Recruiting and Retaining Women

Your work force is becoming more diverse, and perhaps you’re a little confused about how to recruit and retain these new workers, especially the women. So what do you do?

First, leave your paranoia behind. Most women in the workplace don’t plan to sue the company. Vigilance, solid antiharassment and antidiscrimination policies, and a consistently applied grievance system should protect you against all but the most egregious acts. A culture of respect can prevent most claims.

Second, realize that women are in the workplace for the same reasons men are. We want fair compensation, respect and recognition for our accomplishments, and clearly defined expectations. We’re also more likely to stay in a job we don’t particularly like. One survey found that only 4 percent of women in the construction industry were actively seeking to leave. Either we’re more stubborn and determined to make things work, or believe we can change our workplace.

Third, make gender differences an advantage instead of complaining about them. Thirty years ago, baby-boomer career women were taught to be “little men.” Today, smart companies tap the innate brain and social differences of women to maximize their talent.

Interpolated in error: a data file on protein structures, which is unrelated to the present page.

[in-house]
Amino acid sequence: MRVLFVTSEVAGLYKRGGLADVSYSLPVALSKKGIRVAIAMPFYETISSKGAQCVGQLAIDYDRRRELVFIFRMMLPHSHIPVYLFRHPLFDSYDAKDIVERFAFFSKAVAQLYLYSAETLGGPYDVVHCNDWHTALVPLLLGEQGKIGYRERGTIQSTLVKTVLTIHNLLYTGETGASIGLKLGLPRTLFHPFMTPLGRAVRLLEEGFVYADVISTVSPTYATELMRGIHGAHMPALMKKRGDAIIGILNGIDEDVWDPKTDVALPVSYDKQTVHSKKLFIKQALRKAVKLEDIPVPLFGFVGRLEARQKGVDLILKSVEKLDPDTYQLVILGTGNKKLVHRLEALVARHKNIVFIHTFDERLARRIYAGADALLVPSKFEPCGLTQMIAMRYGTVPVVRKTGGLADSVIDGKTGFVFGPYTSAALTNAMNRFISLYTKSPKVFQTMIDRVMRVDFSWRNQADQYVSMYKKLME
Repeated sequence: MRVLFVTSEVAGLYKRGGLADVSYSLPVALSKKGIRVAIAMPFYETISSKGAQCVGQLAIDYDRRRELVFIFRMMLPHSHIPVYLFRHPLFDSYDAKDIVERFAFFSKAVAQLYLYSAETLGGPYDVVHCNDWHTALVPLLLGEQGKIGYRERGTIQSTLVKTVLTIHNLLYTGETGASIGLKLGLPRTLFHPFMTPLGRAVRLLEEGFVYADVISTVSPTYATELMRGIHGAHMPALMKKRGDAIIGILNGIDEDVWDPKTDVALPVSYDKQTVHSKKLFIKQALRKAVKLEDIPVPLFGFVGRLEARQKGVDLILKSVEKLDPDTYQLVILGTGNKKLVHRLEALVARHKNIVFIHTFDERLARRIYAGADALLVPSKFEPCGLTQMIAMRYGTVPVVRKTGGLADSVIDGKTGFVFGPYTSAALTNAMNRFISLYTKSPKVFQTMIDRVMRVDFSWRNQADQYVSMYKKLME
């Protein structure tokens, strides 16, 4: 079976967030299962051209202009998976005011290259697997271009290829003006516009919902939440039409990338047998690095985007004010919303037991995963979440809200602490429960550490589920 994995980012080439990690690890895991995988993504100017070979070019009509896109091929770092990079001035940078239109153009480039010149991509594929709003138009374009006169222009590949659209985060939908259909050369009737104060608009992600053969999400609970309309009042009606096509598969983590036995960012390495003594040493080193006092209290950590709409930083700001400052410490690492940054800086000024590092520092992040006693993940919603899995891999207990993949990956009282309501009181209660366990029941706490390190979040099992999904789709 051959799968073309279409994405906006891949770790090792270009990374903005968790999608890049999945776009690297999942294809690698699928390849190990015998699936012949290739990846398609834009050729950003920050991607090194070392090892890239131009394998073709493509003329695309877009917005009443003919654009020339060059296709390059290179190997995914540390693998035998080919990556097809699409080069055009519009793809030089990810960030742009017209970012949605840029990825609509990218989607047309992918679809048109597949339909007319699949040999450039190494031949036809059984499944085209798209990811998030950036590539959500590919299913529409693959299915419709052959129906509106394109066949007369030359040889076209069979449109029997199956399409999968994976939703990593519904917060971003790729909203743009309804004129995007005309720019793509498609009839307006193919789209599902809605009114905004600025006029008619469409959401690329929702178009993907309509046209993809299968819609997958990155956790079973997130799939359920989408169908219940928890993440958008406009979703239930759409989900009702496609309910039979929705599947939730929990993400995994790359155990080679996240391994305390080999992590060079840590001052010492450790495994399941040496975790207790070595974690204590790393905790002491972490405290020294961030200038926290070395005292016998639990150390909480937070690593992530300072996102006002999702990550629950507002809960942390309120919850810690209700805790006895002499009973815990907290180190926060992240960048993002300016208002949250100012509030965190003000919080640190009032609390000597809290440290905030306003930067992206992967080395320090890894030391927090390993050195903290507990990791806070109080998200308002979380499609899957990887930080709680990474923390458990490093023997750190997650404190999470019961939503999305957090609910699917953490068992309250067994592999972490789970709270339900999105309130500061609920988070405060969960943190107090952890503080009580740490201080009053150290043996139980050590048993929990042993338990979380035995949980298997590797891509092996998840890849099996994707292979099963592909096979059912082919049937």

Women are traditionally society’s mediators, relationship builders, and nurturers. Any electrical contractor negotiating more contracts, building loyal customer relationships, and dealing with more woman as owners will find it advantageous to have women on the team.

Now, let’s talk about image. The “big dog” contractors and construction users will never succeed in changing the image of construction. The change must come from the small companies, the women, the new generations—in other words, the grass-roots majority, and the new players. Image isn’t about the impressive foyer lighting of a new corporate building, or the fancy computer network you’ve installed, and it’s not just about what your customers think.

Image is about what kind of language your employees use when they’re at lunch or at the bar after work. Potential customers see your employees with your logo shirts and hard hats. They see them in your company vehicles. And it’s about what the public thinks, because they are all construction users. Women develop language skills earlier in life than men, and women can change the tawdry behavior that customers will no longer tolerate on their job sites.

The stereotypical grim-faced, crusading feminist has been replaced by the confident, capable professional woman. If you don’t know any clean jokes, and your vocabulary needs work, then you’ve got bigger problems than women taking the fun out of your day. Women are great communicators, and both genders are slowly adapting to a more neutral, overlapping language in the workplace. Read John Gray’s “Mars and Venus in the Workplace” or Deborah Tannen’s “Talking From 9 to 5” to improve communication in your company.

Let’s assume that you really want to recruit and retain women. You know that women have had to be more efficient, talented and tenacious to make their way in the industry, and you think this will raise your performance standards. What are the pitfalls, and what do “we” want, anyway?